painting on lanzaote
Pictured above is the only painting that I actually finished during my week on the island of Lanzarote (Lanzarote #1
, oil and wax on paper with volcanic sand, 14"x11") which I gave to Alan, the artist who invited my husband and I there. It is considerably more gritty and gestural than a lot of my work, and seems to me a direct expression of what I had experienced in the landscape there. I was very pleased with it.
The painting below (Black Beach
) was done as a collaborative project between Alan and myself. On the third morning of "class" (loosely defined, since basically we were just painting together with me offering tips and suggestions, and Alan offering his own commentary) Alan appeared with an old painting that he suggested we work together on, and paint it completely over with cold wax and oil. The original painting was abstract/figurative, and apparently had been through several other forms including landscape. He considered it ripe for total transformation.
After moving the painting operation from the tiny laundry room to the more spacious patio, and arranging paints and materials, the work began--somewhat tentatively, but soon enough we were deep into it, discussing its progress and making bold moves. I had not worked collaboratively on a painting since graduate school, in the sense of a complex process of back and forth action and discussion, and I have never worked side by side with anyone. So it was a new and fascinating experience. (In grad school, several of us passed a painting back and forth, but we worked on it individually.)
There were inevitably a few moments of tension (like when Alan was momentarily distracted by a workman appearing at the villa, and I couldn't stop myself painting over a whole section that he was rather attached to...) But we managed to maintain a sense of humor throughout. It was interesting because our basic impulses with the paint were quite different--mine, to apply unifying color fields, and his to activate the picture plane with organic lines and forms. Over time (with compromise, generosity, and curiosity on both our parts) these differing approaches created some interesting layers of paint, and possibilities began to emerge. We made good use of solvent lines and drips, and scratching with skewers into the paint to add surface texture. In the end, there were even a few small areas exposed from the original painting.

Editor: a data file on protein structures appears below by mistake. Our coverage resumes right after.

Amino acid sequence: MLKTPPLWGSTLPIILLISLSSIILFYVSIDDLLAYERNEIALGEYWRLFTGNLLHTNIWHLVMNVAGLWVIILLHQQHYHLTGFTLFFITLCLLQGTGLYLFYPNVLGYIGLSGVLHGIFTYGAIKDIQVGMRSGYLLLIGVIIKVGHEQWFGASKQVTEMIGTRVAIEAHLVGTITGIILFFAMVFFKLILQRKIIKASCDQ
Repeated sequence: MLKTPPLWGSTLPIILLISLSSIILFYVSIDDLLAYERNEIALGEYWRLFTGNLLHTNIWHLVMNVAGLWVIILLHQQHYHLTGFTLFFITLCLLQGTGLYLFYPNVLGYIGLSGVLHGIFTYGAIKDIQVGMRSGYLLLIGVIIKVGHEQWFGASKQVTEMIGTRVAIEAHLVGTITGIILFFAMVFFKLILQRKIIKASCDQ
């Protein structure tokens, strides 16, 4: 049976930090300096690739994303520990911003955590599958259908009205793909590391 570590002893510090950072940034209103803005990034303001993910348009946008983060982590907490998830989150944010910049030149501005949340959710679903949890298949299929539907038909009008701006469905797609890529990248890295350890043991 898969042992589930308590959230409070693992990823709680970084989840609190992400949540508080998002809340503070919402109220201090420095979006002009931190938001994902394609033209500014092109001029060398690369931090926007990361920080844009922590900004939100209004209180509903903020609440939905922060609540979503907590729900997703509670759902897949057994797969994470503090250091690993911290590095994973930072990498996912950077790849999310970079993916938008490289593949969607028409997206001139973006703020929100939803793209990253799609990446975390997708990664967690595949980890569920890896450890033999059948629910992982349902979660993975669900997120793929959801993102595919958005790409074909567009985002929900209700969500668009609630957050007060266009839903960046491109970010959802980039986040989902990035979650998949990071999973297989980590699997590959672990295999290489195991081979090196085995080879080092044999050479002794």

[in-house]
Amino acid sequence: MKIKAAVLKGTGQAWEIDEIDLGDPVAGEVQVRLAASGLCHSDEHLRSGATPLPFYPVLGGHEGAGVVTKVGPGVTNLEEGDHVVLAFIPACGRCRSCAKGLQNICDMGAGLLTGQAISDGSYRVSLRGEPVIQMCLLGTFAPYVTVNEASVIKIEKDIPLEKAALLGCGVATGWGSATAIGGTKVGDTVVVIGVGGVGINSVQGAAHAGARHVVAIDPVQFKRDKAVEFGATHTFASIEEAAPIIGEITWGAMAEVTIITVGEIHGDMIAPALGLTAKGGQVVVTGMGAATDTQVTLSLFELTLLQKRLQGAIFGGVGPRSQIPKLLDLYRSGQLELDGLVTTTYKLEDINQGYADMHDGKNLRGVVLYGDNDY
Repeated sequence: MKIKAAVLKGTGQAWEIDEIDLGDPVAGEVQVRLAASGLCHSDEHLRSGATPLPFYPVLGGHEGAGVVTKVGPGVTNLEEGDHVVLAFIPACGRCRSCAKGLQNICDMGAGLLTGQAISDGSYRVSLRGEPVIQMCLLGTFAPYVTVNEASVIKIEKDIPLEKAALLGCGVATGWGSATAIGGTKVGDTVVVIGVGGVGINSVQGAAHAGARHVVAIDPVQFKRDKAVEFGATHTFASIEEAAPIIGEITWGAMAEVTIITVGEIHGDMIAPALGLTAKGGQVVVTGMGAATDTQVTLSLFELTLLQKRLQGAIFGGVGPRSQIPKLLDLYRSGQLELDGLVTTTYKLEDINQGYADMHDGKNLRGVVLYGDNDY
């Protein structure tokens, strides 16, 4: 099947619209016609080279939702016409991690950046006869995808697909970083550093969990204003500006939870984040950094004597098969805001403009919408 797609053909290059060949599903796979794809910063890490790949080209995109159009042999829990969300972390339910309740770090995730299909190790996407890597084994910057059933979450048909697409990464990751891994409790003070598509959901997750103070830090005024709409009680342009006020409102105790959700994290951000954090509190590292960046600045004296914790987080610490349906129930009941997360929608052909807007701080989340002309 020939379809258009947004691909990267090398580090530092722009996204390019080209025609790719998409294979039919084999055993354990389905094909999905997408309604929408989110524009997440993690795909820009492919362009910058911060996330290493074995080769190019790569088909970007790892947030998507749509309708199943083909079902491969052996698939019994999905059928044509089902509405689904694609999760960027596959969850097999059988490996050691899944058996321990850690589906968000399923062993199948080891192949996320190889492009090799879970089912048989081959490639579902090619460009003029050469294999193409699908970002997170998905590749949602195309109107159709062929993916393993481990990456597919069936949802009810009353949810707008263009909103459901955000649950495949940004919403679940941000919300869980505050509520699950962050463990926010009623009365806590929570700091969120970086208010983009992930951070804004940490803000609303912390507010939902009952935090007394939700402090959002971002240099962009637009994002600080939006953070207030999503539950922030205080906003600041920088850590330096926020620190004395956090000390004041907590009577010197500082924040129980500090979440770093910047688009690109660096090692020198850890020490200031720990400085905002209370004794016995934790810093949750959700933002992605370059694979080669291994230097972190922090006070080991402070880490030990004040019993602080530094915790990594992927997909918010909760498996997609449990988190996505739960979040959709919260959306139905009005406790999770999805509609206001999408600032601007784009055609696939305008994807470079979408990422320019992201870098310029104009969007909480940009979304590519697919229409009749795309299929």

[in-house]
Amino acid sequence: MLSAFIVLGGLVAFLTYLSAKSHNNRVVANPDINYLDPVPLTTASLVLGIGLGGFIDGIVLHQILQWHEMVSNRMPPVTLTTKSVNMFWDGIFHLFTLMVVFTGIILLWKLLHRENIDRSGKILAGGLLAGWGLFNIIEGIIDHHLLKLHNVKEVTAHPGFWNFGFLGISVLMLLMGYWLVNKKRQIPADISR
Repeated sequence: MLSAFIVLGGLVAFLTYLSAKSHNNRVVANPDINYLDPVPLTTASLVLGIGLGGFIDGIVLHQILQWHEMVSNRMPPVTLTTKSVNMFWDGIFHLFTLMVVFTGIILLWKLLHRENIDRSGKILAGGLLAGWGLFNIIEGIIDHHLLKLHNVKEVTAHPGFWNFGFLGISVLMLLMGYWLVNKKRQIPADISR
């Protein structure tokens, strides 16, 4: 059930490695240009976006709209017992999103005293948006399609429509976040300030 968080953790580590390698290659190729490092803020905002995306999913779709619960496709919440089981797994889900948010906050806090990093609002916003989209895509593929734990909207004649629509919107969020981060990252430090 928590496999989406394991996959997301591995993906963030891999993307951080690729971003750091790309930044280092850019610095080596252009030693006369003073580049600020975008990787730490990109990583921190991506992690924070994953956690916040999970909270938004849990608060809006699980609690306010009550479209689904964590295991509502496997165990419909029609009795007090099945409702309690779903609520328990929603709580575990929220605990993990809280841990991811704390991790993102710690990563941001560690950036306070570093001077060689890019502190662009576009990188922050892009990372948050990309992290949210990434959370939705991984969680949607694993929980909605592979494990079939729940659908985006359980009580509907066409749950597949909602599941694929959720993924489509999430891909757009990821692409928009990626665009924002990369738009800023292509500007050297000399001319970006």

The entire process took two full mornings, with a few minor adjustments and touch ups on the third. We arrived at the painting's final state after negotiating a division of the panel. The top section, featuring Alan's gestural marks, I was absolutely NOT to touch (not that I even wanted to, it was lovely.) The bottom section would be my territory. We worked together on the line between the two parts, trying to achieve not a strict division, but a more complex interaction. The final unifying touches on the painting as a whole were done by Alan on the last morning (when he requested that I just go away for awhile...the entire process involved a certain frankness.) I found it fascinating to observe how another artist approached dividing the space, deciding which areas were dead and which alive, which bits were worth keeping and which could go. In the end we managed to produce quite a nice painting, which Alan promptly hung in his villa.
The secret, I think, was a sense of play--we were serious and deeply involved, but carried on with humor and an experimental attitude. Sometimes we agreed, sometimes we disagreed, but there was mutual respect. (I knew from several previous days of painting with Alan, and discussions about various other painters, that he has an unerring eye and instinct for what works.)
In the continued spirit of collaboration I asked Alan for any comments on the painting process that he'd care to make for this post, and this is what he sent ..."Painting with Rebecca I was struck by her great virtuosity and skill with colour and gestural painting techniques. Her work, with its complex and seemingly almost random layering, is certainly not intended to be any window onto reality. Yet, watching her work it is apparent that her painting is not unstructured in any way. She creates little pools of "chaos" then seeks to impose order and structure on them and through them, on the painting as a compositional whole. I thought of the phrase "an archaeologist of paint" as she dug, scraped and re-exposed the many previous layers of her paint surface. The other key thing that struck me about Rebecca was how fast, focused and hard she worked!"
(Thank you, Alan, and you were no slouch yourself!)
The photo directly below shows the original painting, the next one down is an intermediate step, and lastly a shot of us at work.